b. In phase two, which would begin when the army was firmly established ashore, one or the other of the Assault Force Commanders would be designated to relieve the other and to assume command of both areas, under the title of FOWEST. FOWEST was expected to take over the control on D + 1 or D + 2. He would therefore be given sweeping duties to perform. As no definite person was designated in advance to become FOWEST, and as each Assault Force Commander had his time and resources completely occupied in preparing for the assault, no particular advance preparations were made for the organization of Far Shore Naval activities during this phase of the operation.
c. In phase three, which would begin only when the situation was sufficiently stabilized, Commander Landing Craft and Bases, who had been redesignated for the operation as Commander Service Force 122 (CTF 127), would assume control on the Far Shore as Flag Officer France (FO FRANCE). The name was subsequently changed to Commander United States Naval Ports and Bases France (short title ComUSBasFrance).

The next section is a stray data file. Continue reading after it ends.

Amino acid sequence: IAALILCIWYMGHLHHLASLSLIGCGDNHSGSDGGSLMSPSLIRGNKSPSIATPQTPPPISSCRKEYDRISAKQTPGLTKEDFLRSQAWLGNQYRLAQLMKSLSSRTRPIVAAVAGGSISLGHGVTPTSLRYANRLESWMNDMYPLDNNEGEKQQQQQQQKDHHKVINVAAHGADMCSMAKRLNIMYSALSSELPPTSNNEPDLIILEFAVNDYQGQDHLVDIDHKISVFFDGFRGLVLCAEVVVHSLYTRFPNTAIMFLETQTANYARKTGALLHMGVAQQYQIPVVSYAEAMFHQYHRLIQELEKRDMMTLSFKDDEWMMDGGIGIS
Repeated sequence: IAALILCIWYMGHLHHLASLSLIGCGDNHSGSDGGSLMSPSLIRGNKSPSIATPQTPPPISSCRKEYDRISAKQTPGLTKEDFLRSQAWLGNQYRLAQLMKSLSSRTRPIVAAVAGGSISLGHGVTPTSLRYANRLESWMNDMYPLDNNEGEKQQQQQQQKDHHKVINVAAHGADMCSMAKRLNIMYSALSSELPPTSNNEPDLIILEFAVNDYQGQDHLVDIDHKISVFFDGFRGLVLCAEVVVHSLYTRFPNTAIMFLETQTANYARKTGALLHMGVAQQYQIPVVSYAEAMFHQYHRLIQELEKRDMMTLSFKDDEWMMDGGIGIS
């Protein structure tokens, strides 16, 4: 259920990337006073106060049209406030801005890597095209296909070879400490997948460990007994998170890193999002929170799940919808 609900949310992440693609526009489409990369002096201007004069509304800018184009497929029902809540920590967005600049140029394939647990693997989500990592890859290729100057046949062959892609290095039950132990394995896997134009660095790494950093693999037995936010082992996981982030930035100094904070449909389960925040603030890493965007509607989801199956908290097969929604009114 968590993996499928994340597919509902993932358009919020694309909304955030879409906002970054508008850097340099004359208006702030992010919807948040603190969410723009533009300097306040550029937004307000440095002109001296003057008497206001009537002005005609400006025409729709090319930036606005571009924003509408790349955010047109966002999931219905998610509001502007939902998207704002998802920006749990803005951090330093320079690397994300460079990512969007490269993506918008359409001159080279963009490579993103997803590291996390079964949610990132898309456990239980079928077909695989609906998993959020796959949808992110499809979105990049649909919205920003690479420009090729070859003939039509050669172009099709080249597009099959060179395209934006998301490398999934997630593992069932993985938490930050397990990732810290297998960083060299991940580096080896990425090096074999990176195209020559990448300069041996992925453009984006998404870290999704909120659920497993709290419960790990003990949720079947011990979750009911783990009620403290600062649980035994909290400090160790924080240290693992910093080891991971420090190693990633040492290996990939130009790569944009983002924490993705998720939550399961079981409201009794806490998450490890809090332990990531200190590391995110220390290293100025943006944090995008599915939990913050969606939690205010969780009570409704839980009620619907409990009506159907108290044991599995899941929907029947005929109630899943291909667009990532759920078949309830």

D. Shore Parties: U.S. Area
20. The primary responsibility for operating the beaches, and for unloading vessels on the beaches in the U.S. area, rested with the army. In each assault force, the army organization responsible for beach operation (styled Shore Party) was an engineer special brigade. One such brigades was provided for each divisional front. This resulted in the assignment of two ESB at OMAHA beach, and of one at UTAH beach. Over-all command of the three ESB, was vested in a "Provisional Engineer Special Brigade Group." One Naval Beach Battalion was attached to each Engineer Special Brigade. Allocation of ESB and Beach Battalions was as follows:
||At UTAH Beach
||1st Engineer Special Brigade
||2nd Beach Battalion
||At OMAHA Beach
||5th Engineer Special Brigade
||1st Division Sector
||6th Beach Battalion
||At OMAHA Beach
||6th Engineer Special Brigade
||29th Division Sector
||7th Beach Battalion
21. Each ESB [Engineer Special Brigade] was organized around a Battalion of combat engineers as a nucleus. In addition to combat engineers it contained: